Dogs show off agility skills in Perry

wcrenshaw@macon.comDecember 28, 2013 

PERRY -- Anyone who watches “The Dog Whisperer” knows that boredom is often the root cause of dog behavior problems.

The people who gathered at the Georgia National Fairgrounds and Agricenter on Saturday believe they have the perfect outlet for their high-energy friends.

They were competing in a dog agility show, in which dogs joyously bound over, under, through and around various obstacles. The event, which featured 150 dogs, is a qualifier for the regional competition that will be held at the fairgrounds in June.

Carolyn Parker, of Atlanta, was there with her mixed breed dog, Maggie Moo.

“It exercises my old brain and my dog at the same time,” she said.

The outcome is based on speed and whether the dog correctly navigates the course.

Training a dog for agility competition takes patience, participants say, and it’s not recommended that anyone try to do it without help from an experienced trainer.

“It’s not easy,” Parker said. “You have to build a relationship with your dog where your dog understands your body movements and commands. But it’s challenging and a lot of fun.”

The show includes a variety of events, each of which have different challenges. One requires dogs to go through certain obstacles while avoiding others. Another requires the owner to stand behind a line and direct the dog from afar, rather than running with the dog. In the midst of running at full tilt, a dog may also be directed to lie down for five seconds.

The events are also divided into various classes, based on the dog’s experience level and size.

Debbie Zahler, who was score-keeping the masters level ring, said most of those dogs will run the course perfectly, so it often comes down to time. There are no points for style or looks.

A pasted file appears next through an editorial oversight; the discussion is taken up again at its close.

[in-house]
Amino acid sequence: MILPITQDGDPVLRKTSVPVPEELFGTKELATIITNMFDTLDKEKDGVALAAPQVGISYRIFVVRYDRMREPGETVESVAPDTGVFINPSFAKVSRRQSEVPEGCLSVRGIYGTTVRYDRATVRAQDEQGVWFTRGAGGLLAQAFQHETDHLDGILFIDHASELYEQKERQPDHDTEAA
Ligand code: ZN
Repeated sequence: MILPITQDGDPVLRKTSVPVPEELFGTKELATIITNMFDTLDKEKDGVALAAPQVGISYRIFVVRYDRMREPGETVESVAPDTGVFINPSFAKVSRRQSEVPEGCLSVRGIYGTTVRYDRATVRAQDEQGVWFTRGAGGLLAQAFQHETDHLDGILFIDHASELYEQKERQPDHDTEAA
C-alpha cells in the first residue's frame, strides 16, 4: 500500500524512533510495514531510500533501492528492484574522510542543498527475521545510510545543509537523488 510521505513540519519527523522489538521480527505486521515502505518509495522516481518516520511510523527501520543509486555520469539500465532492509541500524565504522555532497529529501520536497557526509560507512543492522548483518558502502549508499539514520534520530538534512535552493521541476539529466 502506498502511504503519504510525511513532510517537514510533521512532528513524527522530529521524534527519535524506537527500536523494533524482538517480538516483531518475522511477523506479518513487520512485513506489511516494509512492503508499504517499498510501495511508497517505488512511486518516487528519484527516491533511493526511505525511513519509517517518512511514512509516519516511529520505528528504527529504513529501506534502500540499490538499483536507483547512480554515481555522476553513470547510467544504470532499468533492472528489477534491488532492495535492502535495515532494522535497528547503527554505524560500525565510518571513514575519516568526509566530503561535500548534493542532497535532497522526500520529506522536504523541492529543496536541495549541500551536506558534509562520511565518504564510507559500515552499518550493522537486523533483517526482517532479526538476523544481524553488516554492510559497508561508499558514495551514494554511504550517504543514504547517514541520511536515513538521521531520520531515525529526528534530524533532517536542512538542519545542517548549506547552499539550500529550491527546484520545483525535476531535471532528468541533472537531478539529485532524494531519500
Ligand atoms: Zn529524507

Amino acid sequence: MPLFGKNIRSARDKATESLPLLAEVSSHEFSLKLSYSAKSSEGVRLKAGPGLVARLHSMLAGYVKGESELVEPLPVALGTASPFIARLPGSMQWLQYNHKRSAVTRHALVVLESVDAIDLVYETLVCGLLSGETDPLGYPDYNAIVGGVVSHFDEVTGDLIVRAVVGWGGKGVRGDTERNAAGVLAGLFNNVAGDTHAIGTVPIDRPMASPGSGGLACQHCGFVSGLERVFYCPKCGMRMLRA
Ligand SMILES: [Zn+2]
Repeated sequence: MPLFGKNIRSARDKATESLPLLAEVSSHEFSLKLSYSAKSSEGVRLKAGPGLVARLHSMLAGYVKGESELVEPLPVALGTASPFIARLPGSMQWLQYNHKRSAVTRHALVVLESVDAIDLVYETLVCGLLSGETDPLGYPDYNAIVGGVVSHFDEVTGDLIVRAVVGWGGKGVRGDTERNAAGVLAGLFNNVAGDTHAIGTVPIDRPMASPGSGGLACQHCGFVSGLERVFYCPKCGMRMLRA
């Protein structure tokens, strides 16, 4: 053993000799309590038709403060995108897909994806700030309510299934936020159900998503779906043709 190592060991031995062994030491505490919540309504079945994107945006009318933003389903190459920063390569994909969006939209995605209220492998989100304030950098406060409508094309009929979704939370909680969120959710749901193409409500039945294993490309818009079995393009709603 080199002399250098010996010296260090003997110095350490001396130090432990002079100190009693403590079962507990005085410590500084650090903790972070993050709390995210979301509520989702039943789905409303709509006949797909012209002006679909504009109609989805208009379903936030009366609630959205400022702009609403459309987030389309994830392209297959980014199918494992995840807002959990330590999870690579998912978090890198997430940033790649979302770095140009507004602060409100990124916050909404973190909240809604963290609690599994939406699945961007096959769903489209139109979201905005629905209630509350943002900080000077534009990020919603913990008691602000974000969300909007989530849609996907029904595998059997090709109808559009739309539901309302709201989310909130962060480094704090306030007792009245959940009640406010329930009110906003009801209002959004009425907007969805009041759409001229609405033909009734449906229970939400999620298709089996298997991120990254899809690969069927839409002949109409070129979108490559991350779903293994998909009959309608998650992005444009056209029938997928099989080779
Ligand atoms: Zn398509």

“You can have the ugliest dog out there, as long as they are running on four legs,” Zahler said.

The show featured a wide variety of breeds, including many mixed breeds, but herding dogs seemed to be the most common. Agility training is considered especially good for working dogs that can become destructive if they don’t have something to do.

“It gives them a job,” Zahler said. “The herding breeds really need to have a job, so this becomes their job.”

The show also featured a wide variety of dog owners, including men and women, young and not so young.

Travis Wall, of Tampa, Fla., came to the show with his border collie, Kali. An auto glass installer, he has been involved with agility training for 11 years.

“She obviously loves it,” he said. “It’s good exercise and keeps them healthy.”

The show is a U.S. Dog Agility Association event, hosted by Sirius Dog Agility, a training center in Atlanta. Meryl Sherad, owner of Sirius, organized the show and brought some her own dogs.

“It takes a good year just to get them in the ring,” she said of the training process. “And then years and years. You never stop training.”

The event continues Sunday and Monday from 8 a.m. to 6 p.m. It is free and open to the public.

To contact writer Wayne Crenshaw, call 256-9725.

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